Default Aggressive

May 19, 2020

I remember my first sales job. It was a high velocity inside sales job where we were given a few quick hours of product training and a pat on the head. An old-fashioned pressure cooker. Good luck, kids. I got off to a slow start. Day one was terrifying. By the end of week oneI hadn’t closed anything. I could barely close the door behind me.

I was faced with a decision. Do I quit or do I buckle up and make it happen? Despite my initial desires for waving the white flag, I kept going.

The turning point was a Friday night. I was the last one in the office, cold calling people in Hawaii as a last-ditch effort because of the time difference. And then…BAM! I did it. I made my first sale. My hands got clammy, it felt like there were fireworks going off in my stomach. I had a smile from ear to ear.

That was when the lightbulb went off and I truly launched my sales career. It wouldn’t have happened if I didn’t stick with it. It wouldn’t have happened if I wasn’t aggressively taking control of my destiny with each phone call.

I found a comparison to this story when listening to a leadership podcast with Jocko Willink last week. You may know Jocko from his bestselling book Extreme Ownership, his top-rated podcast aptly named “The Jocko Podcast” or maybe just as the guy that tweets a picture of his watch when he wakes up at 4 am every day.

Jocko was asked a question about being “default aggressive” as a leader. The asker was perplexed. Jocko has written about being an aggressive leader and this didn’t seem to resonate with him. “I’m not aggressive by nature. I’m softer spoken and tend to lead with empathy and by example”, he said.

Jocko’s clarification made a world of sense.

Being “default aggressive” doesn’t mean that you constantly walk around with your chest puffed out, ready to bang heads with your opponent like a ram. It doesn’t mean being an asshole or being obnoxiously loud. It doesn’t mean starting conflict without thought or reason.

“Default aggressive” means that you’re being proactive instead of reactive. It means that you’re ready to act. It means that you’re taking action in life, rather than being a passive bystander watching your life go by.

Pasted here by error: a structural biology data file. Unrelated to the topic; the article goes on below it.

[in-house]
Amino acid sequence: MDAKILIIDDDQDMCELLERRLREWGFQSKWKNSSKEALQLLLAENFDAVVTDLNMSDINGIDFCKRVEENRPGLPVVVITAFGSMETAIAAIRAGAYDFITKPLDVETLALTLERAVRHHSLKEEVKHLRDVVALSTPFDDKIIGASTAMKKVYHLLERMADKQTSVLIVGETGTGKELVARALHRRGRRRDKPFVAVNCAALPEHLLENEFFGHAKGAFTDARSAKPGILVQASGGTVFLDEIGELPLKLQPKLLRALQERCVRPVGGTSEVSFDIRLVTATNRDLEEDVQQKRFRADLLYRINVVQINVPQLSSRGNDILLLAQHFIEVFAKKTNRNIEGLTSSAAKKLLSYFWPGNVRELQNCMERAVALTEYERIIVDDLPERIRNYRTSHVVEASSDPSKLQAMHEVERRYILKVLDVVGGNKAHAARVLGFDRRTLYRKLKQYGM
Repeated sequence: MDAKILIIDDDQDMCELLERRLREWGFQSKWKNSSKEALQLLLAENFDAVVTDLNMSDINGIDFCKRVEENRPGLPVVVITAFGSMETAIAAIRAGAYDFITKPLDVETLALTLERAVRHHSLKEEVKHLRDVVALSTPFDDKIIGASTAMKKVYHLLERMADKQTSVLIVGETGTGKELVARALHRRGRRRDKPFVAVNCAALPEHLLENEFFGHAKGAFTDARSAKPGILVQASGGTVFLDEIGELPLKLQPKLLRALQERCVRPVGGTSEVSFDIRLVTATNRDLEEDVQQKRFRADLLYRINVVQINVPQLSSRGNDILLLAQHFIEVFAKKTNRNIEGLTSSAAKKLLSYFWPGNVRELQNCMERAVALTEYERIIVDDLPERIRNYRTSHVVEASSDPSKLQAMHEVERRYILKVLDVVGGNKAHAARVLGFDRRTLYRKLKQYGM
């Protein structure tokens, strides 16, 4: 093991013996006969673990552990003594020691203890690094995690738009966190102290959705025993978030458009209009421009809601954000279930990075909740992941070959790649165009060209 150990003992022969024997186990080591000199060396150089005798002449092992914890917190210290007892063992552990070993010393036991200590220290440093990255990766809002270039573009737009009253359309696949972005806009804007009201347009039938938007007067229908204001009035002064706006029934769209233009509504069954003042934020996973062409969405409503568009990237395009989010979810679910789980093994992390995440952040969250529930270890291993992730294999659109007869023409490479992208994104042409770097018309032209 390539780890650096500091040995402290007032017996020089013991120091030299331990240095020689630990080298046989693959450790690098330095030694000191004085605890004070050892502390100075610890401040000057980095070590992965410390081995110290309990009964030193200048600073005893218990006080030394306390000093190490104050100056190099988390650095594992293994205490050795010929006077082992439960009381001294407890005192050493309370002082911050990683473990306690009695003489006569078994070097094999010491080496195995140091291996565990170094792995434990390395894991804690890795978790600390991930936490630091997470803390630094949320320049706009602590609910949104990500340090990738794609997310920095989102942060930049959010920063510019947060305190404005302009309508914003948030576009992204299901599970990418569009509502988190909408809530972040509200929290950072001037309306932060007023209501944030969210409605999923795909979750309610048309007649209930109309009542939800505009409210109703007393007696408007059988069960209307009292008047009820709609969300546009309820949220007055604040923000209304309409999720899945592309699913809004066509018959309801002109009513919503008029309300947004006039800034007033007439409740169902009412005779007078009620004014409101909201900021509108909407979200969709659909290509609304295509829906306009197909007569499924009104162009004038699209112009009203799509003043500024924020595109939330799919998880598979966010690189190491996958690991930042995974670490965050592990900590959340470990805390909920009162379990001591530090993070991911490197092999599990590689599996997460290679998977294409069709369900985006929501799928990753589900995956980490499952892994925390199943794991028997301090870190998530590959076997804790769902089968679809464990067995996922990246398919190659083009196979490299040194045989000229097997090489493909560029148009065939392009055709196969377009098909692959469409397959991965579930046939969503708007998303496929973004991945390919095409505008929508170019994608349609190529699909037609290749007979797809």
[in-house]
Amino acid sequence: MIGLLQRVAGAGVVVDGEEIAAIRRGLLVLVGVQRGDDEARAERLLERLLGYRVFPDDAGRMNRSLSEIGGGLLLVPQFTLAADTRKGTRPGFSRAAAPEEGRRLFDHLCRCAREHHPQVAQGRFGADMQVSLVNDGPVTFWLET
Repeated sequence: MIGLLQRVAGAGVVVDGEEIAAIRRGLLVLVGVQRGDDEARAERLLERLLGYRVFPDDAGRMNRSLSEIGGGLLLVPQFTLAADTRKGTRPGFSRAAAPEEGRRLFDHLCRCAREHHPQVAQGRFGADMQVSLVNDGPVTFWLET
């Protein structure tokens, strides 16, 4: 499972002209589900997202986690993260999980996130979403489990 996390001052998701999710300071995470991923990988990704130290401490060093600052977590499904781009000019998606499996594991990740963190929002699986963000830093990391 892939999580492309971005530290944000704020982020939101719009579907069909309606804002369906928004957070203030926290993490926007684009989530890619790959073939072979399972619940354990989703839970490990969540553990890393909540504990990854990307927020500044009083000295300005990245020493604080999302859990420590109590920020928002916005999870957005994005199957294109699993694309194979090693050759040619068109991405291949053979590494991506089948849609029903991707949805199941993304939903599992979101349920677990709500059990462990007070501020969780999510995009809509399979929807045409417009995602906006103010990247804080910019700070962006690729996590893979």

How does this relate to sales and leadership?

It doesn’t mean that you’re doing any of these things:

  • High-pressure sales
  • Berating prospects when they tell you “no”
  • Intimidating and yelling at your employees
  • Causing conflict and drama in the office
  • Looking down on your peers because they’re inferior salespeople

However, it does mean you should be doing this:

  • You’re asking the tough questions
  • You approach prospects with confidence
  • You beat your competitors to the punch
  • You have difficult conversations with your team
  • You control the quality and quantity of sales activities necessary to win
  • You’re proactive instead of reactive

I remember as a young leader, there was a situation where people were openly complaining about compensation in the office. There was one guy who was the ringleader of the group, spurring everyone else on. Morale was plummeting.

I had a few choices: I could fire him on the spot, I could sweep it under the rug and ignore it or I can proactively have a conversation with him. I chose to have a conversation with him behind closed doors. I was aggressive in that I didn’t let the bad morale linger and spread. I was tactful enough to not lose my cool.

It turns out that he had mismanaged some of his money, wasn’t making very much in commissions, and was short on a few bills. We were able to handle the situation. I explained the compensation model and why it was fair for him. He understood. We made a plan for him to ramp up his sales activities, which were going to earn him more money. We worked on a financial plan to keep track of his expenses so he could feel less stressed.

Now, imagine the scenario where I let that attitude simmer in the office. Similar to our health, ignoring warning signs of bad news with your team will only make things worse. His attitude would have spread to the rest of the team and there could have been a damn revolt on the sales floor.

Being “default aggressive” isn’t about being the hammer and trying to find nails everywhere you go. In fact, aggressive isn’t even an attitude, it’s a character trait. It’s your drive. It’s the courage it takes to proactively take control of your life. It’s the unwavering spirit of self-improvement.

Take a look in the mirror. If you’re short on your sales goals or if your team isn’t of the caliber that you had hoped, it could be your attitude. Be proactive to make those extra calls, have difficult conversations, and turn things around. I’ve done it and so can you.

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